Cheddar is an uncooked pressed cheese made from cow milk, which is raw when made in the artisan tradition. Originating in England, this cheese is now produced in the US, Canada, and even in India. Only certain producers in the county of Somerset, in the south-west of England, are protected by the West Country Farmhouse Cheddar protected designation of origin, which guarantees traditional production. Cheddar that has been matured between 9 and 12 months develops a unique, slightly peppery and salty flavor.
Cheddar cheese marked “West Country Farmhouse Cheddar” is recognizable by its wheel shape and yellow color. Other cheddars are generally sold as blocks with a bright orange color, resulting from the addition of food coloring. These are often made from pasteurized cow milk.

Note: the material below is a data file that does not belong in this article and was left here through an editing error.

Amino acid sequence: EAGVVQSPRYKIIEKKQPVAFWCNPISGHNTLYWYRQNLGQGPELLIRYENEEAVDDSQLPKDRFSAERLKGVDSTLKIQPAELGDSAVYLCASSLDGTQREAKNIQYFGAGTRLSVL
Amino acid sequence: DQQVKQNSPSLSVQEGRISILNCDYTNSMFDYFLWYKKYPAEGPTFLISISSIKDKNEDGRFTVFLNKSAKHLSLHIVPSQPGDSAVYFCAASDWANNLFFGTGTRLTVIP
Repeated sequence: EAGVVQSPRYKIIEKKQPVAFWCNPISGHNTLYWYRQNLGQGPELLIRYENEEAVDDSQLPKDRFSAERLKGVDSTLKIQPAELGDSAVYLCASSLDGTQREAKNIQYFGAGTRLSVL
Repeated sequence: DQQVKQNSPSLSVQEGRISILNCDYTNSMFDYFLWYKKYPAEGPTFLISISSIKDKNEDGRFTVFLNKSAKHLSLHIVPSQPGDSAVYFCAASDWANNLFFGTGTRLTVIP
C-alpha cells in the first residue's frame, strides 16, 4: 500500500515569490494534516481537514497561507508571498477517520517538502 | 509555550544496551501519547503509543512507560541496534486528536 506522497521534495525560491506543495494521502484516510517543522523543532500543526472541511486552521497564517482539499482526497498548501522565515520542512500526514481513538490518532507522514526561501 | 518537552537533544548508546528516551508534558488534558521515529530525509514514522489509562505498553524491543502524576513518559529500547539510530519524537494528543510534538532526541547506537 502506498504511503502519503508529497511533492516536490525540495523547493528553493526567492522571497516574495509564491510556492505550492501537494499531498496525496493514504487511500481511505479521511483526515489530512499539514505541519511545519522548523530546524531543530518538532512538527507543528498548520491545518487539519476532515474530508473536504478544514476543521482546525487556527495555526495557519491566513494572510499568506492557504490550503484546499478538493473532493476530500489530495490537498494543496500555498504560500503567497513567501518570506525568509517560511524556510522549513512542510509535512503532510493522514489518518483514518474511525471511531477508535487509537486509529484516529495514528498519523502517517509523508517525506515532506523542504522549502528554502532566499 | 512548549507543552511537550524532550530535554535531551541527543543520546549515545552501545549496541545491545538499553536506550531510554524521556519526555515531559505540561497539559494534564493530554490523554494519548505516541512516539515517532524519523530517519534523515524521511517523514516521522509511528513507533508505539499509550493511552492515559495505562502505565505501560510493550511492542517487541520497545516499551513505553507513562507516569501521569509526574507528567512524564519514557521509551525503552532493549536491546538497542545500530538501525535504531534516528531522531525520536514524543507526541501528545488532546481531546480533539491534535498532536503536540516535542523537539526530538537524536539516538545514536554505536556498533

Shredded or grated cheddar cheese is used to make creamy sauces to go with roasted meats. Slices of cheddar are allowed to melt over steaks, which are served in hamburger buns. It can also be used to gratinate.
Eaten sliced, cheddar has a granular texture that is pleasant to the palate. It is enjoyed “English-style” with crackers and apples, or with country-style (farmhouse) bread, or in a salad with endives (chicory), apple, pears, and chopped walnuts.
Cheddar cheese should be carefully wrapped and stored in the dairy compartment or in the vegetable crisper drawer of the refrigerator. Cheddar slices dry out easily and should be eaten quickly.